Hello Sunshine! A thoughtful Anniversary Sweet(ft Queen color chart and royal icing recipe/tutorial)
Updated: Nov 2
A while back I got a DM from a friend John, who I've known since grade school. He was looking for a sweet edible gift for his lovely wife. I was absolutely thrilled to work on this order for John and Maria. With their anniversary approaching in the next few weeks, there were two initial criteria 1. That the dessert would be Sunflower themed and 2. that it incorporate dark chocolate covered espresso beans (a treat he'd remembered her mentioning craving). Whether it was a happy accident or intentional, I loved the symbolism behind the sunflower motif. Known across the world as an emblem for long life, lasting happiness and loyalty, the sunflower was a perfect choice for an anniversary sweet. After toying around with the idea of a box of custom candies, we quickly settled on something more binge-able: iced sugar cookies!
The first thing I like to do with custom orders that have a colorful motif is to find as many hex codes in my desired color family as possible. This massive roll-a-dex of color options lets me work backwards, by process of elimination of all the shades that are just not quite what the client wants. After some time of hue searching, I settled upon a marigold yellow for the cookie icing, a toupe/brown for the inner lining of the design and a toasty golden color for accents. (pictured below) After all, a neon yellow or muddy corn-silk would ruin the sunflower illusion. The main yellow shade needed to be deep enough to register as a sunflower, warm enough to play off the deep brown in of the espresso bean and supplementary colors yet bright enough not to fade as my royal icing dries. Once I've got my Hex codes I head over to Queen to use their food color mixing chart that I have been swearing by for years now. If you're not familiar with Queen, they're a pastry brand out of NZ that's has some primo vanilla bean paste that I LOVE using for gelato.
The choice of food dye is crucial in the world of pastry and baking. Gel dyes are the preferred option for many pastry chefs for several reasons:
Concentration and Pigmentation: Gel dyes are highly concentrated and pigmented. This means you need to use much less of them to achieve the desired color, resulting in vibrant and intense hues. In contrast, liquid food coloring is far more diluted, requiring larger quantities to achieve the same level of color saturation.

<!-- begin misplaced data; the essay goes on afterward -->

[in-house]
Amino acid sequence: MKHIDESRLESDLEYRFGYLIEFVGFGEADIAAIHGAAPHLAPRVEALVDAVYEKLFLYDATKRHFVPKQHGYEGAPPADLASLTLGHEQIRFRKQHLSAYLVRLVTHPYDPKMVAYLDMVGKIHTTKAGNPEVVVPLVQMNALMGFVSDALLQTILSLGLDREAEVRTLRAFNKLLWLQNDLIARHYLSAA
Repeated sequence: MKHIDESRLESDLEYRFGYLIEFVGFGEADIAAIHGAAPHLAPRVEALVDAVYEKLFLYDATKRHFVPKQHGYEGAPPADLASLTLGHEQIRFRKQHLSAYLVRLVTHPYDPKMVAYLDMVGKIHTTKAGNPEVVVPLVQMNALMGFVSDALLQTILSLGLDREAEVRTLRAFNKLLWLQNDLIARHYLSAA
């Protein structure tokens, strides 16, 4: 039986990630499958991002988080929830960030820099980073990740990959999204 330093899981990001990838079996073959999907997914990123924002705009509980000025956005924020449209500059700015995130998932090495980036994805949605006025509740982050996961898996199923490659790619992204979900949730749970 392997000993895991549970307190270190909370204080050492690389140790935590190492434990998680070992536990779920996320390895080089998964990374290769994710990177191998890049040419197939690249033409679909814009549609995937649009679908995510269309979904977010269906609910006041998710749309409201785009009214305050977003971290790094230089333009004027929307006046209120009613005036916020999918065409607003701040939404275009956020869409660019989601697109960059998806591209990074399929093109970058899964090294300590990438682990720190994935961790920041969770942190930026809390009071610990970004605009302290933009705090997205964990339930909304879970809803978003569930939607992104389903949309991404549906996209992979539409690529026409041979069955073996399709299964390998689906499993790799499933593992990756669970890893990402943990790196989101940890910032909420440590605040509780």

Color Consistency: Gel dyes maintain their color match even after drying. This is especially important in recipes like royal icing and cookie batter, where the final appearance of the product matters. Liquid food coloring, when used in baking, often dries to a dull or faded color, which can be disappointing.
Viscosity: Gel dyes have a thicker viscosity, making them easier to control and mix into your recipes without altering the consistency of the batter or icing significantly. Liquid food coloring, on the other hand, can add unwanted moisture to your recipes, potentially affecting the texture and structure.
Taste: Liquid food coloring can sometimes impart a chemical aftertaste when used in larger measurements. Gel dyes are typically formulated to be taste-neutral, meaning they won't alter the flavor of your creations, even if you need to use a larger quantity to achieve the desired color.
The Chefmaster brand is often the kind of dye professional kitchens use. They come in a variety of sizes, so whether you need a little or a lot of dye, you'll be covered. Chefmaster is my favorite brand of die to use for royal icing. I have heard more than a few horror stories from my home baking buddies about using liquid dye in their royals and having them become a big bowl of soup due to the moisture content. I've even gotten some panic texts from family members who struggle with getting the riht icing consistency BEFORE they color it. If its your first time making a royal icing, don't worry you got this! There are a ton of recipes floating round on the internet swearing by corn syrup or meringue powder as an absolute necessity in your recipe. BUT, if you're like me and don't see the point in spending an arm and a leg on powders and additives for a simple icing, good ole egg white and powdered sugar will get you by just fine. There is a youtuber Taro Room Cafe who has an incredible recipe that is simple enough for any first time frosting makers and only requires a hand held electric mixer.
First Time Royal Icer Top 3 Tips
Give yourself more time than you think you need. Patience is key as baking is mostly a game of NOT rushing through projects to ensure they come out perfect.
Organization is a must- making sure that you have all the tools your need at a fingers reach is great when piping is unfamiliar to you. Need to unclog your piping tip? -have toothpicks nearby, you ricing is getting a little messy?-have some wet wipes on the ready.
Work on as flat of a surface as you can find- there's no greater pain than piping a gorgeous sugar cookie only to have mistakenly left it to dry on a slanted surface ,returning to a design that has slid or shifted from its intended place.
Okay, back to these custom cookies. All in all I am thrilled with how they turned out. My buddy's wife was super happy with her bespoke treats. And so here are the glamour shots both I and the happy couple took.